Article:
The Perfect Cast
Local Fly Fishing Expert Offers Advice For Aspiring Anglers
Photographer / Jubilee Edgell
Dennis Carter, a fly fishing expert, loves sharing his enthusiasm for the activity.
“I have been fly fishing for 25 years,” Carter says. “I have always loved to fish, and one day someone I worked with mentioned fly fishing and asked me if I would like to try it. I knew nothing about it at the time but had always been fascinated in watching someone cast a line so far and how some people were so graceful in how they did it.”
Carter had always been a spin cast or bait casting fisherman before trying fly fishing and had never even held a fly rod in his hand. Today, he says fly fishing has brought him a lot of happiness.
“I think that initially it was the joy it has brought into my life, the peace and serenity I received from it,” he says. “And now I believe that I love it for the way I see others who learn to appreciate those same things and how excited they are as they get better and better at their fly casting.”
Carter also builds fishing rods.
“I have several suppliers that I use in building custom graphite and fiberglass fly rods,” Carter says. “I can also restore old rods, including old split cane or bamboo fly rods, provided they are not too badly damaged.”
Carter begins the process when he receives all the items needed to build the fly rod, the rod, cork handle, reel seat and cap, the guides, hook keeper and tip top.
“I am a bit of a perfectionist, and building a fly rod requires, patience and a determination to build what I like to call the ‘perfect rod,’” he says. “The nice thing about building a custom fly rod for someone is giving them the options of deciding exactly what they want, what color blank to use, which kind and color of thread. All rods are tested by casting them before I give them to a customer.”
Carter also offers private lessons to individuals and small groups.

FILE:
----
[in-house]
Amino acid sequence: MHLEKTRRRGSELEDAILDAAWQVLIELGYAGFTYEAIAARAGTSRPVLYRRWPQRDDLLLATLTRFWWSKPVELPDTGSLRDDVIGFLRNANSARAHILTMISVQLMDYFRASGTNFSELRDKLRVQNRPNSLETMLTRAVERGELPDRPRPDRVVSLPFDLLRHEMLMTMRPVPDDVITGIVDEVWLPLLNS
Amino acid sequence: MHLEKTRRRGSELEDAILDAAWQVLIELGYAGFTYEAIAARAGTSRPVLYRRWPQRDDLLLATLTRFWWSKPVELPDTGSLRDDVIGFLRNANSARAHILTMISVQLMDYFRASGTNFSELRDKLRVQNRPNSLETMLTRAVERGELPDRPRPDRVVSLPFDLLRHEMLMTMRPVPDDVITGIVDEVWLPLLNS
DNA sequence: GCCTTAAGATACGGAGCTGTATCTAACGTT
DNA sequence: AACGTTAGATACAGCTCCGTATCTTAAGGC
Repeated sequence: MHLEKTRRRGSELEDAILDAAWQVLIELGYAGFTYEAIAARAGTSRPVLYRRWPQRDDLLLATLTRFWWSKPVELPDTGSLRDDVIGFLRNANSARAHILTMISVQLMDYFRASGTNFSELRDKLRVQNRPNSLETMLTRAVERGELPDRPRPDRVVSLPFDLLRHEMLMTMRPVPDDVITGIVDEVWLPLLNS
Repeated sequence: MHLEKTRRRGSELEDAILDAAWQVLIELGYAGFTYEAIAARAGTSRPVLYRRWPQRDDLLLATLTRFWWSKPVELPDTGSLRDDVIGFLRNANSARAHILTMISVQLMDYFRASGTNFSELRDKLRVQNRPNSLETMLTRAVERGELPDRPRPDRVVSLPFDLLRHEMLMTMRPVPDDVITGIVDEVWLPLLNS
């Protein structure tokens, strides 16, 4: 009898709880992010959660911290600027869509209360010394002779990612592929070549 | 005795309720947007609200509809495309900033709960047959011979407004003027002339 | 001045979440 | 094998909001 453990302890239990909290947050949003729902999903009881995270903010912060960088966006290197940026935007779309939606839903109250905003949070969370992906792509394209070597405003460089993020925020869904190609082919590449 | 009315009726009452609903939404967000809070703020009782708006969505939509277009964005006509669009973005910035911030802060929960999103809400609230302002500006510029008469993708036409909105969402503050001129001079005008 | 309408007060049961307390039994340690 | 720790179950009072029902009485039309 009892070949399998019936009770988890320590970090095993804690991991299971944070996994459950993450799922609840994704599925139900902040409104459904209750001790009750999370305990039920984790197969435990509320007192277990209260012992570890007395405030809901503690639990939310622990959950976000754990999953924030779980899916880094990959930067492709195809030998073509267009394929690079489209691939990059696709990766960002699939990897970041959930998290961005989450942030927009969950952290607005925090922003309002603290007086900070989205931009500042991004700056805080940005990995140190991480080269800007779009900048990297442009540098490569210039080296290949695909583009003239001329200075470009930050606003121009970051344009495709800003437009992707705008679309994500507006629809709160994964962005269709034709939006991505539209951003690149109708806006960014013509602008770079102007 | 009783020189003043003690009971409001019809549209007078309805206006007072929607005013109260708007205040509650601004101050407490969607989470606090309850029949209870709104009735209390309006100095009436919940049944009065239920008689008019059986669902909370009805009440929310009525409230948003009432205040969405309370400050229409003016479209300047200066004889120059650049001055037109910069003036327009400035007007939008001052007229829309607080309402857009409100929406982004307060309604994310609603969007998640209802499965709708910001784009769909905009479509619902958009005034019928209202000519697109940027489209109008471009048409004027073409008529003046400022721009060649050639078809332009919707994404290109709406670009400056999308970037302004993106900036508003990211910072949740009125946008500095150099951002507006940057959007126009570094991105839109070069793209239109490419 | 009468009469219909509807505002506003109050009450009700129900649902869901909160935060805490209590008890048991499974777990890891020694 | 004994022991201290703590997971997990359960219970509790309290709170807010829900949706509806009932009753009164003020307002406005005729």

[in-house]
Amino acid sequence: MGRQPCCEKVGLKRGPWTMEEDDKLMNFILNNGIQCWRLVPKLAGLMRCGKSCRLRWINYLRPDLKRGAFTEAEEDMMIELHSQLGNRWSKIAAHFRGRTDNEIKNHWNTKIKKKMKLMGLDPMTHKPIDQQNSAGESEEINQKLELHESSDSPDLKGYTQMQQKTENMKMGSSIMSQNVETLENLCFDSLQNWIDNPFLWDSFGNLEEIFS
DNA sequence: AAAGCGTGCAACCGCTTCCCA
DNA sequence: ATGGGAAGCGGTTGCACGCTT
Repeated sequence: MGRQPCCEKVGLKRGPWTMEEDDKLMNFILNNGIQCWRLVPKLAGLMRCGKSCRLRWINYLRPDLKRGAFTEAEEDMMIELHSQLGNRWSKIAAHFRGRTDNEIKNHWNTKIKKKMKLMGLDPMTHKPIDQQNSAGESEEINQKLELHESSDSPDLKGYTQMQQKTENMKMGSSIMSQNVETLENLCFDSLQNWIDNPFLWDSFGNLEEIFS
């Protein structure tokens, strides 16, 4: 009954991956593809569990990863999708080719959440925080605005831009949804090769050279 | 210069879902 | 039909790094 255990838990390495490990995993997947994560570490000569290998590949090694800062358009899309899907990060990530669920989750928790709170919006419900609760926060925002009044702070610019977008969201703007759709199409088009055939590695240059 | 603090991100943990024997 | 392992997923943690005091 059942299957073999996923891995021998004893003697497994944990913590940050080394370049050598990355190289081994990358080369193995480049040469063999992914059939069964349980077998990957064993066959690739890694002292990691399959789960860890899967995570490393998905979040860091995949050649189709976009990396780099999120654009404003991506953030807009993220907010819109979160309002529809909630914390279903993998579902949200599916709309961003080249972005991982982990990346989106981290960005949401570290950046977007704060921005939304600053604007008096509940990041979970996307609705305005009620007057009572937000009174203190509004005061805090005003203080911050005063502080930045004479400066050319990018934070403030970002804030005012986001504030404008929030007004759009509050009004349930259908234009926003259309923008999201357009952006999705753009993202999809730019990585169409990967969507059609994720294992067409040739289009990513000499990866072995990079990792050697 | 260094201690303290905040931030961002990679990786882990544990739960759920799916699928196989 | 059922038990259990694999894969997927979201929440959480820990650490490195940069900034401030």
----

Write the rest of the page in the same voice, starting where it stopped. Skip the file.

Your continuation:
“I can offer lessons in fly fishing to anyone who wishes to learn about it,” he says.
Carter started giving lessons because every time he went fly fishing, he would have someone watch him casting for a while, and then approach him and say, “Hey Mister, would you teach me to do that?”
Carter gives lessons in fly fishing and fly casting to a host of individuals and organizations, including the Boys and Girls Club, the Life Enrichment Center, the Plymouth Park Department and more.
“I enjoy teaching, watching and listening to people as they ask questions and then progress in their quest of the perfect cast,” Carter says. “Casting a fly rod properly is the essence of good fly fishing. If you cannot cast well, you will never reach the fish and at that point you are not even in the game.”
Carter noted that a person needs to first know that fly fishing is different from bait or the spin casting way of fishing.
“In bait and spin casting, it is the bobber, weight and bait that carry the lure to the fish,” Carter says. “In fly fishing, it is the fly line that carries the fly or lure to the fish. Basic fly fishing, and what you need to be successful, can be taught easily. The real meat of fly fishing is fly casting and performing each cast well.”
Carter added that is not easy for the vast majority of people.
“It requires learning a new way to cast, and then when students learn the proper fly casting techniques, then it is a lot of practice,” Carter says. “It would seem as if none of us start out fly casting. The vast majority of us learn to fish using a baitcasting or spinning rod and reel.”
Carter has good advice on how to fly fish successfully.
“First off, you must know what kind of fish you are looking to catch, and what kind of food that fish prefers,” Carter says. “So use a fly that mimics what that fish may eat. For instance, a crappie will usually take a small minnow as food, so use a fly that looks like a small minnow that is small enough for a crappie to get into its mouth.”
Carter also advises people to not be afraid to try different fly colors.
“Spiders, beetles and other insects are not all white or black, and scientists who study fish say that some species can actually see different forms of the colors orange, pink and purple,” Carter says. “If you tie flies, experiment with learning and tying different forms of flies. If you purchase flies, ask others who fly fish what they have been successful with.”
Carter is a Plymouth resident and loves the area.
“The people are nice, there are smaller crowds and it is very quiet,” he says. “Plymouth is my adopted home.”
Written inside the bill of Carter’s fly fishing hat says, “The man who said that money can’t buy happiness never bought and cast a well-built, perfectly balanced fly rod.”